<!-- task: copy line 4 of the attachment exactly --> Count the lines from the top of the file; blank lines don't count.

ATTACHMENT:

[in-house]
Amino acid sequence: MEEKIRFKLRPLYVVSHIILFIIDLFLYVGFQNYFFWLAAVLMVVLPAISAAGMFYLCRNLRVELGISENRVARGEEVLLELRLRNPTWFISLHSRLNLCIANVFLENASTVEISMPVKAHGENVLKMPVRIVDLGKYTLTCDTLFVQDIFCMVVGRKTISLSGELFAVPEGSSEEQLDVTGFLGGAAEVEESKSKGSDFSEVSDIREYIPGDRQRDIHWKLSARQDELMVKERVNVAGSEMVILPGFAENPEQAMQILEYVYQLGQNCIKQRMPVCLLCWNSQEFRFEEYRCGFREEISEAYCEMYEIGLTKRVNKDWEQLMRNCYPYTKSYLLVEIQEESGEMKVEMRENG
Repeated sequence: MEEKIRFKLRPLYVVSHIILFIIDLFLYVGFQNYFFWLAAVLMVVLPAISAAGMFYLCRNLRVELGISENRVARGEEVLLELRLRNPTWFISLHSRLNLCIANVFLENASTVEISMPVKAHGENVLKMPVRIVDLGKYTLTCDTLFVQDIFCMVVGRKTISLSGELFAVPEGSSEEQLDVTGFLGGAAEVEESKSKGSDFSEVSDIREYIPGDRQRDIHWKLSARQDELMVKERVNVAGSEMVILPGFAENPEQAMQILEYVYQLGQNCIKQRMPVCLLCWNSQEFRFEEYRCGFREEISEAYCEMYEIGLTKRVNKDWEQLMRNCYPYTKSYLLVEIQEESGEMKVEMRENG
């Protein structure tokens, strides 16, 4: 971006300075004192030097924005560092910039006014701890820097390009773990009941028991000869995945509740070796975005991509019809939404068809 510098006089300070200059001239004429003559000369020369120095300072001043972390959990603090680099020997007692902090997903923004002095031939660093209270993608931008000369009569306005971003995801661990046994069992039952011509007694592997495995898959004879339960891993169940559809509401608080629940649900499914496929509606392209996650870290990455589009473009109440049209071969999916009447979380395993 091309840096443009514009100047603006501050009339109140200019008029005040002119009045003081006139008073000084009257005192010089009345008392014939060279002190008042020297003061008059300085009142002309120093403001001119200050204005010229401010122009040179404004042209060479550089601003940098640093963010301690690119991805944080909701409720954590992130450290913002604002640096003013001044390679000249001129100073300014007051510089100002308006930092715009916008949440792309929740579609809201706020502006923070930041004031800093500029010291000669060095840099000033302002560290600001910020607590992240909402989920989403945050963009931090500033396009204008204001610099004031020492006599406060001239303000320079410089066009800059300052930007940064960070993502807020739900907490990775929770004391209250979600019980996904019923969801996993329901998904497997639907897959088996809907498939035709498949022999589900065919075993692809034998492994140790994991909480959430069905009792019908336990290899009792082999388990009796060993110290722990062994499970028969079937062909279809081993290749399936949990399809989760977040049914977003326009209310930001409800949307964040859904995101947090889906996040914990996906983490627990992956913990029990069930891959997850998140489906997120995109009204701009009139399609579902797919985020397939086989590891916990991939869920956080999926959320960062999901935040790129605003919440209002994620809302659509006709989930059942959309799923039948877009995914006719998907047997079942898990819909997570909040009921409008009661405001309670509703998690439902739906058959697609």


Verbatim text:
């Protein structure tokens, strides 16, 4: 971006300075004192030097924005560092910039006014701890820097390009773990009941028991000869995945509740070796975005991509019809939404068809 510098006089300070200059001239004429003559000369020369120095300072001043972390959990603090680099020997007692902090997903923004002095031939660093209270993608931008000369009569306005971003995801661990046994069992039952011509007694592997495995898959004879339960891993169940559809509401608080629940649900499914496929509606392209996650870290990455589009473009109440049209071969999916009447979380395993 091309840096443009514009100047603006501050009339109140200019008029005040002119009045003081006139008073000084009257005192010089009345008392014939060279002190008042020297003061008059300085009142002309120093403001001119200050204005010229401010122009040179404004042209060479550089601003940098640093963010301690690119991805944080909701409720954590992130450290913002604002640096003013001044390679000249001129100073300014007051510089100002308006930092715009916008949440792309929740579609809201706020502006923070930041004031800093500029010291000669060095840099000033302002560290600001910020607590992240909402989920989403945050963009931090500033396009204008204001610099004031020492006599406060001239303000320079410089066009800059300052930007940064960070993502807020739900907490990775929770004391209250979600019980996904019923969801996993329901998904497997639907897959088996809907498939035709498949022999589900065919075993692809034998492994140790994991909480959430069905009792019908336990290899009792082999388990009796060993110290722990062994499970028969079937062909279809081993290749399936949990399809989760977040049914977003326009209310930001409800949307964040859904995101947090889906996040914990996906983490627990992956913990029990069930891959997850998140489906997120995109009204701009009139399609579902797919985020397939086989590891916990991939869920956080999926959320960062999901935040790129605003919440209002994620809302659509006709989930059942959309799923039948877009995914006719998907047997079942898990819909997570909040009921409008009661405001309670509703998690439902739906058959697609």